Childhood mortality was falling in the 20th century – even before immunisation programmes were introduced. A new study set out to estimate the impact of vaccines in the dramatic public health improvements that have been achieved.
Better hygiene and sanitation, improved nutrition and housing, access to formal healthcare, clean water and antibiotics – the 20th century enjoyed the benefits of major leaps forward. The death rate among children fell as a result in developed countries and, with the arrival of vaccination in the middle of the century, the impact of diseases such as diphtheria, tetanus, pertussis and polio was reduced.
But just how big a contribution did vaccines make? Disentangling the major factors that delivered better health for children is far from easy but researchers in the Netherlands decided to take on this complex tasks.
They studied mortality data from 1903 to 2012 in the Netherlands and calculated the contribution of the major causes of death in children. Their findings, published in Lancet Infectious Diseases, show how vaccines accelerated steady progress that was already well under way.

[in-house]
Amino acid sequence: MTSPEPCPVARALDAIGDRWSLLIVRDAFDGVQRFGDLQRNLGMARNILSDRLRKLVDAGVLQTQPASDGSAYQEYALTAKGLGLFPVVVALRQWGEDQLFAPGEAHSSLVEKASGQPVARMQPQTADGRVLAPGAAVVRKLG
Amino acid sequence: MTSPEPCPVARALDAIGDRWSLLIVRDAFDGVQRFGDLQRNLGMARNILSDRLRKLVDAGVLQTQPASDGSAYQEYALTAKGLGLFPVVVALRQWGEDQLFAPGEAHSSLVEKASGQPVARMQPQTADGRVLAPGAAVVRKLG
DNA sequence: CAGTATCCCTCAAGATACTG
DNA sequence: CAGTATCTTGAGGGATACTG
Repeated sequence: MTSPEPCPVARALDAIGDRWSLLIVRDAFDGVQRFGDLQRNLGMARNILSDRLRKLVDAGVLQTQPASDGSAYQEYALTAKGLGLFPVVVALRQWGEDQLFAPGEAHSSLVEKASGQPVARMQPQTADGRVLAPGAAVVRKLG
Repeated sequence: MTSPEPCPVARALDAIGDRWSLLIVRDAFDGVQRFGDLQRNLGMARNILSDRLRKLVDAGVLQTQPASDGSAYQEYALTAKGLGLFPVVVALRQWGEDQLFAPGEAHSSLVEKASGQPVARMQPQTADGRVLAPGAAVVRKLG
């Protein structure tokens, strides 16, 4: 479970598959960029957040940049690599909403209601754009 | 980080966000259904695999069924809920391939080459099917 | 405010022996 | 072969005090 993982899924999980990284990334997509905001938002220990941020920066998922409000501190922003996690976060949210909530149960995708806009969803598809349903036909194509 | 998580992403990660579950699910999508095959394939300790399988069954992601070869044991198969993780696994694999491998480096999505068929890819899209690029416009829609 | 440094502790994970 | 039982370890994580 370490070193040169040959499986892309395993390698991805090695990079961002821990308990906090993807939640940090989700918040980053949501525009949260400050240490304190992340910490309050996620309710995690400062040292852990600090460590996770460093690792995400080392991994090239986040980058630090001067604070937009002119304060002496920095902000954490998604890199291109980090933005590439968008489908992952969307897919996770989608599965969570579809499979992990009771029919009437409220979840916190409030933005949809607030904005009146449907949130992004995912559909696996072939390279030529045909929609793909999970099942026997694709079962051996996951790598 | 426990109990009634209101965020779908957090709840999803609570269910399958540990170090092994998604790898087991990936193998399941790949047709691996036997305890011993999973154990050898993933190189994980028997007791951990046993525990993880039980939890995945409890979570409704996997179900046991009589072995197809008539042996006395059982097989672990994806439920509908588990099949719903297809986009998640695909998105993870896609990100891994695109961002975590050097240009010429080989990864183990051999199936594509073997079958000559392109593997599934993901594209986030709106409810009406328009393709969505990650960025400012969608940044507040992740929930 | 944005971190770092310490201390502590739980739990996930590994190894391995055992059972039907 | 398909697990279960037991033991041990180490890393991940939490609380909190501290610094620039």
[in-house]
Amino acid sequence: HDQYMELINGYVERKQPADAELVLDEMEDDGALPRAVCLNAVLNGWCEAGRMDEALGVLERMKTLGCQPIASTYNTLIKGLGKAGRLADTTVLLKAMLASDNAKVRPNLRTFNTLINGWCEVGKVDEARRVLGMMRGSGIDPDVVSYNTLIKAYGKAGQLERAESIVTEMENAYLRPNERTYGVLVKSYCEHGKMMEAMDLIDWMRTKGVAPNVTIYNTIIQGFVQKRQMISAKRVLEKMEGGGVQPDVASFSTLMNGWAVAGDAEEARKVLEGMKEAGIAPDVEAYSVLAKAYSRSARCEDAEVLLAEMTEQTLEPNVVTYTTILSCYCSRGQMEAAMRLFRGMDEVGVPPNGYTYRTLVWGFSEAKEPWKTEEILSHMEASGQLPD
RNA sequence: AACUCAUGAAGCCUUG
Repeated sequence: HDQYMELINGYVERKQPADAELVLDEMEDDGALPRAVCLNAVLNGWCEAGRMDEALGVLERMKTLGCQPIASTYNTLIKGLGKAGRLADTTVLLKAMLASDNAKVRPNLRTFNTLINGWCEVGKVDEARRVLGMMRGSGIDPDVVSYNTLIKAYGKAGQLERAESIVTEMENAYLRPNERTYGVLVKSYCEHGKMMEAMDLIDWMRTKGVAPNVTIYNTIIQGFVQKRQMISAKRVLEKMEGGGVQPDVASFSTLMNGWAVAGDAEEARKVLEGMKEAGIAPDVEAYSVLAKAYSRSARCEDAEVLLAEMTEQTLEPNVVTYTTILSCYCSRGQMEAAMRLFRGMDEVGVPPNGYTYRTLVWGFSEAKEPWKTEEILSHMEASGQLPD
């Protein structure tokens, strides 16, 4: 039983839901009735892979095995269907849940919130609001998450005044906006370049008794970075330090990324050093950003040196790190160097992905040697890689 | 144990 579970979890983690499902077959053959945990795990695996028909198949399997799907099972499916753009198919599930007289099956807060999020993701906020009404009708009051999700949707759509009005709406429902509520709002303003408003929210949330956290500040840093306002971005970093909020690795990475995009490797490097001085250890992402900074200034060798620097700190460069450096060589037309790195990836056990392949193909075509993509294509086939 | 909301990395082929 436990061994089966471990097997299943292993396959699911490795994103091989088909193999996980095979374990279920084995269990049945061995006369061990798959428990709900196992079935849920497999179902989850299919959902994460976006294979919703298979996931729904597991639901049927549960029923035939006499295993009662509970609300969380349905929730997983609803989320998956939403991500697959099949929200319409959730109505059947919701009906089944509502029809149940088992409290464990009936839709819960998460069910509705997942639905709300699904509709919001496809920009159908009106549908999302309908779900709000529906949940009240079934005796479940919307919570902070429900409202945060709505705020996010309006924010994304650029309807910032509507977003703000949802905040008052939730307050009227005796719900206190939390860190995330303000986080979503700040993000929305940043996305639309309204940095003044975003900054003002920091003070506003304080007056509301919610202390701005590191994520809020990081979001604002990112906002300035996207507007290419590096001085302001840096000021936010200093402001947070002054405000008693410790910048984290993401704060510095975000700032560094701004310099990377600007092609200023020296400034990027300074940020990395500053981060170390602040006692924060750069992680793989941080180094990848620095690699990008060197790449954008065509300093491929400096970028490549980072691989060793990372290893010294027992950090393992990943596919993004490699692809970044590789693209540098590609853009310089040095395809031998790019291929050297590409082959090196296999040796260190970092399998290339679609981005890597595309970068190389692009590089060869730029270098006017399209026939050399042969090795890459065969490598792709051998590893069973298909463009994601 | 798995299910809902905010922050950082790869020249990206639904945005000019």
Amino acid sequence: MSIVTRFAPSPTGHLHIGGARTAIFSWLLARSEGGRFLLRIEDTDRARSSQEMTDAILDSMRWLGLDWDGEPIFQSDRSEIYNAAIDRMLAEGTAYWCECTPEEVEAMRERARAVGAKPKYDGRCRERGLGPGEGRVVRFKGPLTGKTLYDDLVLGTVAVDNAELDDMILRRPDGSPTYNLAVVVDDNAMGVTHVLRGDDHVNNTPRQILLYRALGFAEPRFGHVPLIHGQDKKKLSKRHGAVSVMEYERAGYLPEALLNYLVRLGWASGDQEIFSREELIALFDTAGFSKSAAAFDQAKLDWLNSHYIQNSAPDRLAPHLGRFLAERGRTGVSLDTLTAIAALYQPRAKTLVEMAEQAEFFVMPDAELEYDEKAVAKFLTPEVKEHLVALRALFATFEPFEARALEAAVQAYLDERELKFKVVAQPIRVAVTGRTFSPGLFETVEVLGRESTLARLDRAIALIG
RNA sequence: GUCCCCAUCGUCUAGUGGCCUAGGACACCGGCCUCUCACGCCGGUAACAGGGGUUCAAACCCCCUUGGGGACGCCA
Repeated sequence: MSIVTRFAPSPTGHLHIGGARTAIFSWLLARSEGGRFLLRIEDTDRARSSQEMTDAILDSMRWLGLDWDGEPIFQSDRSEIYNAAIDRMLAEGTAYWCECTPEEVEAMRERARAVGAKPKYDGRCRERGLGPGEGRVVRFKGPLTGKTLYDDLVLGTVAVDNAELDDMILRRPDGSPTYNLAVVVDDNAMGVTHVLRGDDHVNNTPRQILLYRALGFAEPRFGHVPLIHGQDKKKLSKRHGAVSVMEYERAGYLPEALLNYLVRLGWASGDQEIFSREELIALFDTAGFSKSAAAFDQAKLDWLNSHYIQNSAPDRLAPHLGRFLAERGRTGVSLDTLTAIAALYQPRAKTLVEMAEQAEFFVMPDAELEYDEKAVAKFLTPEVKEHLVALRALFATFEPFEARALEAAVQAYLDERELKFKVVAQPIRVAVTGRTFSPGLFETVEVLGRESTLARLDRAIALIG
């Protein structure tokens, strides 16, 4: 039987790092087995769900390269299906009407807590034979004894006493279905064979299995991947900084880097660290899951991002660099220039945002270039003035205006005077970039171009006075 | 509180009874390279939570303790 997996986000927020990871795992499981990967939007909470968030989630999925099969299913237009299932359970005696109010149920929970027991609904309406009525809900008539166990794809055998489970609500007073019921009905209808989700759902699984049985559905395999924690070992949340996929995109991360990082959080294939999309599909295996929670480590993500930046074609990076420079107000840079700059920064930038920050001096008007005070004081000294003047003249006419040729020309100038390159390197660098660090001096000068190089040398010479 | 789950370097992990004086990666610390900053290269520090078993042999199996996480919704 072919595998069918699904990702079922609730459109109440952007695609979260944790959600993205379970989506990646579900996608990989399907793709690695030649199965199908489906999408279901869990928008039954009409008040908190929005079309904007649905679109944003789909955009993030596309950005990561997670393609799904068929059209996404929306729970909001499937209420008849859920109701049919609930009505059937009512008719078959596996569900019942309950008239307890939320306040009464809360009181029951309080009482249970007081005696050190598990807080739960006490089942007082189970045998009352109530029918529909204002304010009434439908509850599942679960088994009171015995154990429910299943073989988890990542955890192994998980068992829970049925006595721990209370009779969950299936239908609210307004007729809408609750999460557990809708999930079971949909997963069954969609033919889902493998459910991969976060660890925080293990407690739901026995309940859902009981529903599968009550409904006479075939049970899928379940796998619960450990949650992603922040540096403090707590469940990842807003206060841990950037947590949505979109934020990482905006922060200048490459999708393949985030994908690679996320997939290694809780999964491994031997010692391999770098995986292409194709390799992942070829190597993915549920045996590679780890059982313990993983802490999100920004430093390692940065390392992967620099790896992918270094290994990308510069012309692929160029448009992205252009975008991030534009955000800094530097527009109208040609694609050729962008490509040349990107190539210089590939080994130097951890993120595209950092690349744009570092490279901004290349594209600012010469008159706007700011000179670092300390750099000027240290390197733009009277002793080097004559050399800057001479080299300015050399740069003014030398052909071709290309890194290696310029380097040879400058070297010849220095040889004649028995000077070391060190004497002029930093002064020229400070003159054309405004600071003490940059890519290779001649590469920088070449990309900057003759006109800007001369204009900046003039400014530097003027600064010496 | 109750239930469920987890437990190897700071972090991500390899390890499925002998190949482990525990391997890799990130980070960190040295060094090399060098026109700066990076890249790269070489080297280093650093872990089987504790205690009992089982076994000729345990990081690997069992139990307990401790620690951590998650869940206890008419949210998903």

“Over the 20th century childhood mortality burden declined drastically in many countries around the world,” says Maarten van Wijhe of the National Institute for Public Health in the Netherlands. “We show that even though the mortality burden was already declining, vaccination programs did contribute to lowering it even further, averting thousands of deaths among children since the mid-20th century.”
Before vaccines were widely available, diphtheria accounted for 1.4% of overall mortality, pertussis accounted for 3.8%, and tetanus accounted for 0.1%. After vaccination was introduced, the contributions of each of these diseases to mortality decreased to almost zero, the investigators wrote. Similar patterns were observed for polio, mumps and rubella.
Van Wijhe says vaccine critics sometimes play down the impact of vaccination programmes, claiming that declines in childhood mortality would have happened without immunisation.
“However, we show that mass vaccination programmes did contribute to lowering childhood mortality burden. Our study helps to emphasize the effectiveness of vaccination programmes not just to public health experts, but also to parents so they can make an informed decision about vaccinating their children.”